News, Nuggets and Longreads 12 January 2019: Bitterness, Brüpond, Burlesque

Here’s everything we thought bookmark-worthy in the past week, from beer with bite to Double Diamond.

First, a quick stop at the BBC, where the recent ONS report on pub clo­sures con­tin­ues to gen­er­ate sto­ries: we know some areas have suf­fered par­tic­u­lar­ly bad­ly, but where are pubs open­ing? Where have the num­bers risen? The High­lands of Scot­land, it turns out, is one such region:

Since 2008, almost a quar­ter of pubs in the UK have shut accord­ing to Office for Nation­al Sta­tis­tics (ONS) analy­sis… But the study shows that in the High­lands there are 14% more pubs than there were 10 years ago… Paul Water­son, of the Scot­tish Licensed Trade Asso­ci­a­tion, said a major fac­tor behind the growth was that the pubs had done well cater­ing for tourists.

Con­tin­ue read­ing “News, Nuggets and Lon­greads 12 Jan­u­ary 2019: Bit­ter­ness, Brüpond, Bur­lesque”

Pre-emptive stash raid

Because we want to be in gear when Stash Day is for­mal­ly announced, we’ve start­ed pick­ing off some of the bot­tles we’ve acquired but deemed too spe­cial to actu­al­ly drink.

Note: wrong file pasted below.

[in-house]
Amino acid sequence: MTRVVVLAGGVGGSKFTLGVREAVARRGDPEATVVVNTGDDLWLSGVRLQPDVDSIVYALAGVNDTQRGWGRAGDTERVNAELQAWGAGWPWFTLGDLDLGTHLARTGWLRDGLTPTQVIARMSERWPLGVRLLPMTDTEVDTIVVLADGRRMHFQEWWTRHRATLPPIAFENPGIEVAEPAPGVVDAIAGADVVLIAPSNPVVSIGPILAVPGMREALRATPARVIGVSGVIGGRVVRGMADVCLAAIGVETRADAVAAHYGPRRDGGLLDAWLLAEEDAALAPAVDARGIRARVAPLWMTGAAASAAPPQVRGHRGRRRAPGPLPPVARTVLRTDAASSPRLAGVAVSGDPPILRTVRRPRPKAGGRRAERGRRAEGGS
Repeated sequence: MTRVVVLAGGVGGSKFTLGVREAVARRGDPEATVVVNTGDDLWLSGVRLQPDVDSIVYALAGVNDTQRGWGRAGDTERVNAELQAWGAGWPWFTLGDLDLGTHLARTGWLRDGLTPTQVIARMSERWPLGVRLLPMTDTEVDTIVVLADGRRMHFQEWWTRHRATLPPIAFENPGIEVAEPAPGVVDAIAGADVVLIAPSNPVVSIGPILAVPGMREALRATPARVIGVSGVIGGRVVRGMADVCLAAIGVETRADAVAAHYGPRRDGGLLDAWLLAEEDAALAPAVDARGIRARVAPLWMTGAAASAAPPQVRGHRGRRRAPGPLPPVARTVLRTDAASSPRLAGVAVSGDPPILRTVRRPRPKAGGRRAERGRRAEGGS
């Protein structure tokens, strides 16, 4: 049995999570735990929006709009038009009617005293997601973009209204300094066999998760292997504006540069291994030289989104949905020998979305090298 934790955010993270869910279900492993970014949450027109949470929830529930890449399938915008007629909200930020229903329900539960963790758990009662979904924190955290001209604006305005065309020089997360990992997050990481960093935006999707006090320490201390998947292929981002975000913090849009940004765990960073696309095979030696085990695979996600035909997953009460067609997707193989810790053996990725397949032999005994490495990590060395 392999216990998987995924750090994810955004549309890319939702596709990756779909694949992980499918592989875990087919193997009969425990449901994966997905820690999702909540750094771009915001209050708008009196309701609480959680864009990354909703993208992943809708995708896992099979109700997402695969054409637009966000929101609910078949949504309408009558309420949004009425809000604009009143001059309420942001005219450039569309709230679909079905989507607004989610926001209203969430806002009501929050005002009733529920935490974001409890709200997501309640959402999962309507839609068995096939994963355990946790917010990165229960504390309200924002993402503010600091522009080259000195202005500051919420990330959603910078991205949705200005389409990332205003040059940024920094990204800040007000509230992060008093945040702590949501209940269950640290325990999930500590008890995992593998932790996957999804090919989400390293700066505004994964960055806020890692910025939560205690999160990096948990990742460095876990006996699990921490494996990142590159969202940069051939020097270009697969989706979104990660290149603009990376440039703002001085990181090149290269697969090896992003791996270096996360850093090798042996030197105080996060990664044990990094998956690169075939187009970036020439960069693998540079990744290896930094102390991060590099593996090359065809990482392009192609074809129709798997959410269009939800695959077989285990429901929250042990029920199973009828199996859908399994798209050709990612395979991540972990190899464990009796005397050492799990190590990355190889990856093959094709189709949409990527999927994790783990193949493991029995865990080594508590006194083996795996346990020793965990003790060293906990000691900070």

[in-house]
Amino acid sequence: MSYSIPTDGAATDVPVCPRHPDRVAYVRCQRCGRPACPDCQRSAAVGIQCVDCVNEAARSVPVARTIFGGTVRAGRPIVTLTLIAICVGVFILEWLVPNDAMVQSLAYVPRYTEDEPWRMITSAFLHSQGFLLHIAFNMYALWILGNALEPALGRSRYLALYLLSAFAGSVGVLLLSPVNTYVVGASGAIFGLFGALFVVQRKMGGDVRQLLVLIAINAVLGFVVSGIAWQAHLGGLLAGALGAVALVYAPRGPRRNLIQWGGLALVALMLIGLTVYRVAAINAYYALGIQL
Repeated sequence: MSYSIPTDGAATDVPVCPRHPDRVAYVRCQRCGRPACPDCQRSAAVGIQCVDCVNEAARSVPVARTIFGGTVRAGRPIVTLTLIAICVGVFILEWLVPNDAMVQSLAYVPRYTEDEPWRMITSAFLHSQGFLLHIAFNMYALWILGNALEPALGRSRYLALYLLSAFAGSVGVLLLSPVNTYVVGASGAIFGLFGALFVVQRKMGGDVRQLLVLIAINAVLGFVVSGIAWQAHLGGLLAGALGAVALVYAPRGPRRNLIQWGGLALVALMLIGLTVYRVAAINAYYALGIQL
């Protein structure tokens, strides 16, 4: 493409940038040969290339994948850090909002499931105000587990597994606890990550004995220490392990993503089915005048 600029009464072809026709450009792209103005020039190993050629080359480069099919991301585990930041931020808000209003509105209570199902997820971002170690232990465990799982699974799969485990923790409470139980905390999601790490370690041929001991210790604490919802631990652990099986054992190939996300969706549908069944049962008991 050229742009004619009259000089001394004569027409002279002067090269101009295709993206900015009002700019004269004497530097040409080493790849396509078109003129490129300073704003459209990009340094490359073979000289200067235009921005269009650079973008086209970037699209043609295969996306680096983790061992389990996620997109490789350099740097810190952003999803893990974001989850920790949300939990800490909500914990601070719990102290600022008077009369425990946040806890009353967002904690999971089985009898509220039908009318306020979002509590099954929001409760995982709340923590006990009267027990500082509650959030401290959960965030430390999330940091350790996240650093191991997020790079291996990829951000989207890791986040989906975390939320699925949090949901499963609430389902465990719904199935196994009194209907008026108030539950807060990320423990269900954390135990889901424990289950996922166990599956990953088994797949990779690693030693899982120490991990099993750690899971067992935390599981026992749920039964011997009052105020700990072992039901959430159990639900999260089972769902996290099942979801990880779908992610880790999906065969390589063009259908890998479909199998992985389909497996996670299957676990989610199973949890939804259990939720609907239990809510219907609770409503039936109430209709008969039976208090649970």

First up, Can­til­lon Lou Pepe Fram­boise 2006, which we bought at the brew­ery ear­ly last year.

The Lou Pepe beers are a sub-range which, as Can­til­lon put it:

…devi­ate from [the usu­al Can­til­lon] prin­ci­ples. The Gueuze Lou Pepe is made with two years old lam­bic beers with a mel­low taste, often com­ing from bar­rels in which only wine has been kept before. In July, the same kind of beer is used to make the Lou Pepe Kriek and Fram­boise. With these beers too, the fruits are soaked in bar­rels com­ing direct­ly from Bor­deaux… The sec­ond fer­men­ta­tion of these par­tic­u­lar beers is not caused by the addi­tion of young lam­bic but of a sweet liquor… The Kriek and the Rosé de Gam­bri­nus con­tain 200 g of fruits per liter on an aver­age, while the Lou Pepe beers con­tain about 300 g.

It fizzes vio­lent­ly at first, cre­at­ing a huge mousse-like head which dis­ap­pears almost imme­di­ate­ly, leav­ing in the glass some­thing that looks like red wine. It smells of… Now, the euphemisms are usu­al­ly barn­yard or ani­mal relat­ed, but let’s be frank here: it smells a bit like poo. Once we’d got over that, how­ev­er, we found a fair­ly gen­tle tast­ing, sweet­ish beer.